Promises’ Dr. Skipper Discusses Heroin Overdose Epidemic With KNX Radio

skipperrrrDr. Greg Skipper of Promises Treatment Centers this week told Jim Thornton and Diane Thompson of KNX Radio that the incredible potency of the heroin found on the streets today can be a fatal threat to anyone addicted to opiates.

Dr. Skipper, a fellow of the American Board of Addiction Medicine and Director of Professionals Health Services at Promises, told KNX that Americans are among the heaviest consumers of opiates (morphine, heroin, codeine, oxycodone, hydrocodone, etc.) in the world. Some of the most publicized struggles are those of celebrities and other public figures.

“… Being a celebrity who is wealthy and well-known, you have a lot of opportunity and that’s one reason these guys have such a hard time staying clean and sober,” Dr. Skipper said.

From 2007 to 2012, the number of Americans using heroin nearly doubled, from 373,000 to 669,000, according to the federal government’s most recent National Survey on Drug Use and Health, released last fall. Heroin use has increased so much in Ohio that users say it is “falling out of the sky,” according to a news report by state health officials.

Listen to the segment on KNX Radio below:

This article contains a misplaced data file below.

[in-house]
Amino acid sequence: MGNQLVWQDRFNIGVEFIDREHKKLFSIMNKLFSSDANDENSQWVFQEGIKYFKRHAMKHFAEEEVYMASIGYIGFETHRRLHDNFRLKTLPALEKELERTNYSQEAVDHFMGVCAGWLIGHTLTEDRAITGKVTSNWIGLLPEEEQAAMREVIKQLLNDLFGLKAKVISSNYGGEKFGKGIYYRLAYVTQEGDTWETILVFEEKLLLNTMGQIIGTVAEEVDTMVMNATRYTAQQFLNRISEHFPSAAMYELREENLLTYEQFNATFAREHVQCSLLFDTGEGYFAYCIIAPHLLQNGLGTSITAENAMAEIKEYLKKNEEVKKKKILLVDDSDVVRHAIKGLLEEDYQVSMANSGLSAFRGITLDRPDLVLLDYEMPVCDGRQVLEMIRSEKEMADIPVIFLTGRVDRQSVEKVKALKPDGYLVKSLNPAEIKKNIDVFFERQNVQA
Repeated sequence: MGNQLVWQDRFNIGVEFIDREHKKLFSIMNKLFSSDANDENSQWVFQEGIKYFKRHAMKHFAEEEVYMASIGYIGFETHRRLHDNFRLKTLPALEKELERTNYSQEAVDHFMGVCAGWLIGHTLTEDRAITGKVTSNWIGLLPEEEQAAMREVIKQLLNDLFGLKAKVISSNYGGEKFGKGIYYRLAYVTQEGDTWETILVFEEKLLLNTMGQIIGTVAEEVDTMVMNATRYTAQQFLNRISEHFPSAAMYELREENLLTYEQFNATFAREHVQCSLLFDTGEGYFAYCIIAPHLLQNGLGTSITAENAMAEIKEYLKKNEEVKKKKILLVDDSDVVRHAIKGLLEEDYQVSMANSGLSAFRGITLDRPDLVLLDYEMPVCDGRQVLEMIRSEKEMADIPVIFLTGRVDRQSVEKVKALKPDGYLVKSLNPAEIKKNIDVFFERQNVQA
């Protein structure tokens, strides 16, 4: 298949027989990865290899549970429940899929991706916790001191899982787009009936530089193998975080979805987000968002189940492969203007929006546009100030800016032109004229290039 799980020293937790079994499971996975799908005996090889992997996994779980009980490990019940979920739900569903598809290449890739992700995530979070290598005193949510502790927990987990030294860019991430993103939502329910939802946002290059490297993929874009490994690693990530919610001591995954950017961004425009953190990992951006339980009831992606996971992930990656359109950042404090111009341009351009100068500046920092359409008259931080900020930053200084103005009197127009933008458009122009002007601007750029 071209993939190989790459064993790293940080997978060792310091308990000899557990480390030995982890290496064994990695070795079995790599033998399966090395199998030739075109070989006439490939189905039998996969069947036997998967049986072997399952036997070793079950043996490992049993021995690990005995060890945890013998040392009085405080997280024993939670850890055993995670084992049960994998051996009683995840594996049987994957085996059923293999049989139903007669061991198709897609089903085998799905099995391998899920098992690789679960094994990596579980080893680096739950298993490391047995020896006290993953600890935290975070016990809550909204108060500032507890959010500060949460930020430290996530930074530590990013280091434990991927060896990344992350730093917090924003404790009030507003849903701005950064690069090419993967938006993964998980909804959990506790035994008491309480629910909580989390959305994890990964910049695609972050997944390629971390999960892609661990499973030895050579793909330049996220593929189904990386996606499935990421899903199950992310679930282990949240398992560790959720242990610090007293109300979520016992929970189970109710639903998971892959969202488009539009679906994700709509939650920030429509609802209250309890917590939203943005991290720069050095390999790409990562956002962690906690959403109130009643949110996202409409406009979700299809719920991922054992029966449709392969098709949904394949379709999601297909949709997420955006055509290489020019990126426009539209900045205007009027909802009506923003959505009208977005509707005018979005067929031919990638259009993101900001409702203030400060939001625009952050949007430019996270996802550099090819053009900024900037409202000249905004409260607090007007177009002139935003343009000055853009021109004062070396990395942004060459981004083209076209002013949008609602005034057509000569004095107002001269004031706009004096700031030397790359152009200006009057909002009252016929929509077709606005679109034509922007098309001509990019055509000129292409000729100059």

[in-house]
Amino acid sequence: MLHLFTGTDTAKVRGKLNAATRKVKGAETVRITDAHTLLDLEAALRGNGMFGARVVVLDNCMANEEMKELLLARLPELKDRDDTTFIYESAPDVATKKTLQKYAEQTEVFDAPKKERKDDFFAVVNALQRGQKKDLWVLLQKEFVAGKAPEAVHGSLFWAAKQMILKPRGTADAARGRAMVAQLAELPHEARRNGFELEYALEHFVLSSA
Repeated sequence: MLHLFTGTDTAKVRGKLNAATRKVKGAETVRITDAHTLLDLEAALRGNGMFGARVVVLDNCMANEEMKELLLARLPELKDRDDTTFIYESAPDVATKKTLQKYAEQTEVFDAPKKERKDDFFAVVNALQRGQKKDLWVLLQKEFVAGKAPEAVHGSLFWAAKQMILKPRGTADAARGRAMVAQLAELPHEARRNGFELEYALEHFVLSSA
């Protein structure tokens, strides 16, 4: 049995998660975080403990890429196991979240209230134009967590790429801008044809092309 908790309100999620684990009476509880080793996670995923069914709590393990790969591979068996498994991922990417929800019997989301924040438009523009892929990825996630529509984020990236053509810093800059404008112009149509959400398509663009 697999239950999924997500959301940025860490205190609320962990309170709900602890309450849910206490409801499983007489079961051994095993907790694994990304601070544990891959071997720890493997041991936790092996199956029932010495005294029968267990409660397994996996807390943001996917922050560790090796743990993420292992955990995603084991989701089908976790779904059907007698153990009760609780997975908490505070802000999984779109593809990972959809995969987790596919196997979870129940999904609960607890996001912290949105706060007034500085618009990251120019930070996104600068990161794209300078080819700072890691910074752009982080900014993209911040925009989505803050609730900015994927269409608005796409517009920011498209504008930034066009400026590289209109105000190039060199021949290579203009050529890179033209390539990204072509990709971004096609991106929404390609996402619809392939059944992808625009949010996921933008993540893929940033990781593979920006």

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“What we’ve seen is this prescription drug epidemic where people are getting prescriptions from doctors for these opiate drugs,” Dr. Skipper said. “Heroin, by the way, was pretty much invented by Bayer Labs, the people who brought us aspirin, and they marketed it initially as a non-addictive cough suppressant and the American Medical Association endorsed it around 1907 as a safe medication.

“Soon after that, tons of people started getting addicted so it found its way onto the blacklist,” he said.

“Competition has driven the price of heroin down, and the quality of heroin coming in has gone up,” Dr. Skipper said. “We’re seeing a lot of deaths from it because it’s so potent now. If people that used it … 20 years ago, if they used a similar amount now, they’d be getting a 10 times more potent drug and it’s easier to die from it. So were seeing an epidemic of overdose deaths around the country, particularly in metropolitan areas.”

Nowhere is that epidemic more apparent than New York City. Heroin-related deaths there rose 84 percent from 2010 to 2012. Drug Enforcement Administration officials say heroin seizures in New York state are up 67 percent over the last four years. During a raid last week in the Bronx before the Super Bowl, 33 pounds of heroin was found, along with hundreds of thousands of branded bags, some of them stamped “N.F.L.” Heroin bags are often named for popular celebrities or luxury products, such as Lady Gaga or Gucci.

An even more potent type of heroin spiked with the powerful opiate fentanyl has been blamed for numerous deaths over the last two weeks, first in the Pittsburgh area and later along the East Coast.

There is still hope.

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